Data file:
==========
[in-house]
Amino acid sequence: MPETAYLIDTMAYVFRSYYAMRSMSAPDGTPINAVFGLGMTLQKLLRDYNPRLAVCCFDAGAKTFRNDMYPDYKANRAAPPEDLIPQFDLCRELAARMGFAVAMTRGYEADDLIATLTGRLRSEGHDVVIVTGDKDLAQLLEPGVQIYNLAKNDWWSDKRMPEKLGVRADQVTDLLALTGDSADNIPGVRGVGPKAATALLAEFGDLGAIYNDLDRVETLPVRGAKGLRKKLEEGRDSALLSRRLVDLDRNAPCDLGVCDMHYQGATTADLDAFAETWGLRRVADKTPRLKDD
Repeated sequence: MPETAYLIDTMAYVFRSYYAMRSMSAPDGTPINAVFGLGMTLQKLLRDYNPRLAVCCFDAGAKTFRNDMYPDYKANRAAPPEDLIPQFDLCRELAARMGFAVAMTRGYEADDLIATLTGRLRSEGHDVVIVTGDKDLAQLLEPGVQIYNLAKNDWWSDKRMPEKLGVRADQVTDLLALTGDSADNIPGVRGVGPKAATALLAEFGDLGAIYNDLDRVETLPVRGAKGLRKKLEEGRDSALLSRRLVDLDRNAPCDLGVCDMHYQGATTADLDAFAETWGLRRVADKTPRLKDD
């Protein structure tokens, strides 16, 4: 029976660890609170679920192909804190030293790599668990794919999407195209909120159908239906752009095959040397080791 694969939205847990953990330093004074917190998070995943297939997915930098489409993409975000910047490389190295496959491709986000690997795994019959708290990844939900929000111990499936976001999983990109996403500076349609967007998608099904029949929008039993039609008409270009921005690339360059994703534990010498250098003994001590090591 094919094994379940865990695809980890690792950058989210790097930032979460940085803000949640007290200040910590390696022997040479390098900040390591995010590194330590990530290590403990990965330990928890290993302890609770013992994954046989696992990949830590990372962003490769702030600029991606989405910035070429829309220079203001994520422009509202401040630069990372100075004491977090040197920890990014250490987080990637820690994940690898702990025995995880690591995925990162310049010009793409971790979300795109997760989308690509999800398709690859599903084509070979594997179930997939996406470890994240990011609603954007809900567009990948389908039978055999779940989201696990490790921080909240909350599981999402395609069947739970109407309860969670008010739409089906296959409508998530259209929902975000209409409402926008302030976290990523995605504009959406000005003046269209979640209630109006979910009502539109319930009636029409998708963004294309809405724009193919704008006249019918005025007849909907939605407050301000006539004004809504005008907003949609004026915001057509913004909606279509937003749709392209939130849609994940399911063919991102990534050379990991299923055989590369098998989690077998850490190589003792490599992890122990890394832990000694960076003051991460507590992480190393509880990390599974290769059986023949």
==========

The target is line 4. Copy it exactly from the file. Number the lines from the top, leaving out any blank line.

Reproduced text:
């Protein structure tokens, strides 16, 4: 029976660890609170679920192909804190030293790599668990794919999407195209909120159908239906752009095959040397080791 694969939205847990953990330093004074917190998070995943297939997915930098489409993409975000910047490389190295496959491709986000690997795994019959708290990844939900929000111990499936976001999983990109996403500076349609967007998608099904029949929008039993039609008409270009921005690339360059994703534990010498250098003994001590090591 094919094994379940865990695809980890690792950058989210790097930032979460940085803000949640007290200040910590390696022997040479390098900040390591995010590194330590990530290590403990990965330990928890290993302890609770013992994954046989696992990949830590990372962003490769702030600029991606989405910035070429829309220079203001994520422009509202401040630069990372100075004491977090040197920890990014250490987080990637820690994940690898702990025995995880690591995925990162310049010009793409971790979300795109997760989308690509999800398709690859599903084509070979594997179930997939996406470890994240990011609603954007809900567009990948389908039978055999779940989201696990490790921080909240909350599981999402395609069947739970109407309860969670008010739409089906296959409508998530259209929902975000209409409402926008302030976290990523995605504009959406000005003046269209979640209630109006979910009502539109319930009636029409998708963004294309809405724009193919704008006249019918005025007849909907939605407050301000006539004004809504005008907003949609004026915001057509913004909606279509937003749709392209939130849609994940399911063919991102990534050379990991299923055989590369098998989690077998850490190589003792490599992890122990890394832990000694960076003051991460507590992480190393509880990390599974290769059986023949």